The Browns re-signed Greg Robinson and are looking to retain wide receiver Breshad Perriman before free agency begins on March 13.
However, it looks as though the Browns may be dealing with a situation they’ve faced before in the past.
The Orange and Brown Report’s Lane Adkins tweeted on Tuesday that contract negotiations between Cleveland and Perriman aren’t going as expected.
This isn’t the first time the Browns have had difficult negotiations with Rosenhaus especially with a wide receiver.
Two years ago, the Browns and Rosenhaus clashed over extension talks with wide receiver Terrelle Pryor in which Rosenhaus tried to get $13-15 million per season for Pryor after a 1,000 yard season with the Browns. Cleveland offered a four-year deal worth $8.5 million per season which they eventually gave to Kenny Britt.
Pryor eventually took a one-year deal with Washington and is currently a free agent after bouncing from Washington to New York to Buffalo since leaving the Browns. He also parted ways with Rosenhaus after the 2017 season.
Perriman made some big plays for the Browns offense in the second half of the season as the 25-year-old receiver tried to resurrect his career after failing as a first-round pick with the Ravens.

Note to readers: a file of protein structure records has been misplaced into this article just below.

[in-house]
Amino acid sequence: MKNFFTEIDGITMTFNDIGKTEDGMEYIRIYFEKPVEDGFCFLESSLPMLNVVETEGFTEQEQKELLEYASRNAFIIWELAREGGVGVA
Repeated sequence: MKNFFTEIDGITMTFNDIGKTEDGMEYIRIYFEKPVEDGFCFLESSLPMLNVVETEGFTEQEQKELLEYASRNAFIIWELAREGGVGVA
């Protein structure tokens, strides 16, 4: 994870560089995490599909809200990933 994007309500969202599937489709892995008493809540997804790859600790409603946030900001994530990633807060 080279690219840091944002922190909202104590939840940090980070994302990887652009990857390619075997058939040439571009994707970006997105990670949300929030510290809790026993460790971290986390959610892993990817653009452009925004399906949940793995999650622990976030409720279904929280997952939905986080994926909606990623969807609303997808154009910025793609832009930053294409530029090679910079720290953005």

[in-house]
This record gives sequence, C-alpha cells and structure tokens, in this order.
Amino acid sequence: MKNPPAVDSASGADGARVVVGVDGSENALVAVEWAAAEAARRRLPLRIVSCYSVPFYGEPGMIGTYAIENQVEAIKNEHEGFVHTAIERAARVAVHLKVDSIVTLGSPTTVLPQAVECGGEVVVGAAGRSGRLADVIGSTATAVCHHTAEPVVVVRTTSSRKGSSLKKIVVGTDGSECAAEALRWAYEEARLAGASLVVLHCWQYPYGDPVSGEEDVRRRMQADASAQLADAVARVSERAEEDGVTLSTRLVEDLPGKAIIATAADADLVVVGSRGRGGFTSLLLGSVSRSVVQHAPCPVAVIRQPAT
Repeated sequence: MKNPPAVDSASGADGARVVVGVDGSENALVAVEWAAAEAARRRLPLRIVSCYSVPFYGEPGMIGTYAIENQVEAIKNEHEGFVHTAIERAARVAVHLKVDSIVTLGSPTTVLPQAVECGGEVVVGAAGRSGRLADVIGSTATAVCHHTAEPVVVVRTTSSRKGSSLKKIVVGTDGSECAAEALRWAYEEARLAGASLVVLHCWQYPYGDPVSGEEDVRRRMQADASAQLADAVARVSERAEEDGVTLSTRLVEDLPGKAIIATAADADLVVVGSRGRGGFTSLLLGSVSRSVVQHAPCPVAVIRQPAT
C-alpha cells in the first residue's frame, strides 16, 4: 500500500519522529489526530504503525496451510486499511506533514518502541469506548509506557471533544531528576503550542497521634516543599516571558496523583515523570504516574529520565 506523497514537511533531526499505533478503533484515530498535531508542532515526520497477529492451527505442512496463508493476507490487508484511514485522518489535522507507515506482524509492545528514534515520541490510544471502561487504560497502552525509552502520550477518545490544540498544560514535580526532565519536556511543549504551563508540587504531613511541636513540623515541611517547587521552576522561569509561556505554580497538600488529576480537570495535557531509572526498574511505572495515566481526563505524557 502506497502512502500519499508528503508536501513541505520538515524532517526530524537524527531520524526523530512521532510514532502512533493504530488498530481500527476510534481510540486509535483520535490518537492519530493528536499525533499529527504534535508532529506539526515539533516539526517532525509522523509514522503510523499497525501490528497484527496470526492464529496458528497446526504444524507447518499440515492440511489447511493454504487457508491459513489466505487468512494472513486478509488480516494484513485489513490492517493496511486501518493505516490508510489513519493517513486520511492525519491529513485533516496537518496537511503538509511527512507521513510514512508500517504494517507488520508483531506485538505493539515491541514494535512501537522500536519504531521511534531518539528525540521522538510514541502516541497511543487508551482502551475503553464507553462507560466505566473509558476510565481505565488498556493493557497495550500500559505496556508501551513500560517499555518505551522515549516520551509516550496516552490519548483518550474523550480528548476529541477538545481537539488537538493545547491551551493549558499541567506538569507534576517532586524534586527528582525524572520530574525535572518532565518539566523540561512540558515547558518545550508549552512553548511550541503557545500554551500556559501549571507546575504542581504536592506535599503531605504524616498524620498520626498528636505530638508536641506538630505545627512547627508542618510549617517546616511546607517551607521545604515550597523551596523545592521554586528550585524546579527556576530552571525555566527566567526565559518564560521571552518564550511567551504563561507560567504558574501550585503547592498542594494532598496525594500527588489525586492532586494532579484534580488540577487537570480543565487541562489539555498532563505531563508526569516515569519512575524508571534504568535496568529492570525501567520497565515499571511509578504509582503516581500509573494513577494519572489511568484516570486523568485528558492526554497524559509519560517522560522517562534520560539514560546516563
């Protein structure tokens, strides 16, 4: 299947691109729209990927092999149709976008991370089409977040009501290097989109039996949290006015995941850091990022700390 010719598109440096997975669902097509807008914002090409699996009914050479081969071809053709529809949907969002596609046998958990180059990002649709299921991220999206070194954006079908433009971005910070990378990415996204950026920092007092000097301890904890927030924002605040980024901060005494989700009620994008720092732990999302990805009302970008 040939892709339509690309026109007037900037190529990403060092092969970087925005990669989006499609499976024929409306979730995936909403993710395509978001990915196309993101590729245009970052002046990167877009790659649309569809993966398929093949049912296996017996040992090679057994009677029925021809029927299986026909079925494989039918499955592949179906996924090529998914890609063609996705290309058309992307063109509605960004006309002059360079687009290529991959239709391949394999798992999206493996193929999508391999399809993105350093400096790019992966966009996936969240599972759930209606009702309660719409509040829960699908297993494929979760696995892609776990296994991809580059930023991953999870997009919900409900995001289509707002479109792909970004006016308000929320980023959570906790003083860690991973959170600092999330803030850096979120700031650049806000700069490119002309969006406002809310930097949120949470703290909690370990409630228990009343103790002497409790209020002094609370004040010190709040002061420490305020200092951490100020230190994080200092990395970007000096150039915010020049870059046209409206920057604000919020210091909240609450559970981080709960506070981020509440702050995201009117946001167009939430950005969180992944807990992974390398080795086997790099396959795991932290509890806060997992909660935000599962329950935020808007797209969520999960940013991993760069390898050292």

In ten games, Perriman had 16 catches (25 targets) for 340 yards and two touchdowns. With Baker Mayfield as the quarterback, he likes to spread it all over the field and Perriman’s 6’3 size and blazing 4.3 speed, he was a great target for last year’s top pick as a down the field vertical threat.
The free agent wide receiver market doesn’t look that strong with Golden Tate being the best one on the market with John Brown, Michael Crabtree, Adam Humphries and Cole Beasley among the other top names available.
I could see why Rosenhaus thinks that some team will overpay for Perriman’s services because of the lack of a receiver market and a lot of cap space available around the NFL but if he is overplaying his hand like he did with Pryor, Perriman is likely going to be disappointed in a few weeks.
Pryor should reach out to Perriman and offer him advice as how he should handle free agency and that Cleveland should be where Perriman needs to be to think about his long-term football future.
Pryor admitted a few weeks ago that he wishes he stayed in Cleveland instead of listening to bad advice.
If the Browns utilize Perriman the right way in 2019, he could cash in next offseason on a multi-year deal, much like Greg Robinson did by signing a one-year “prove it” deal with Cleveland on Tuesday.
Categories: Cleveland Browns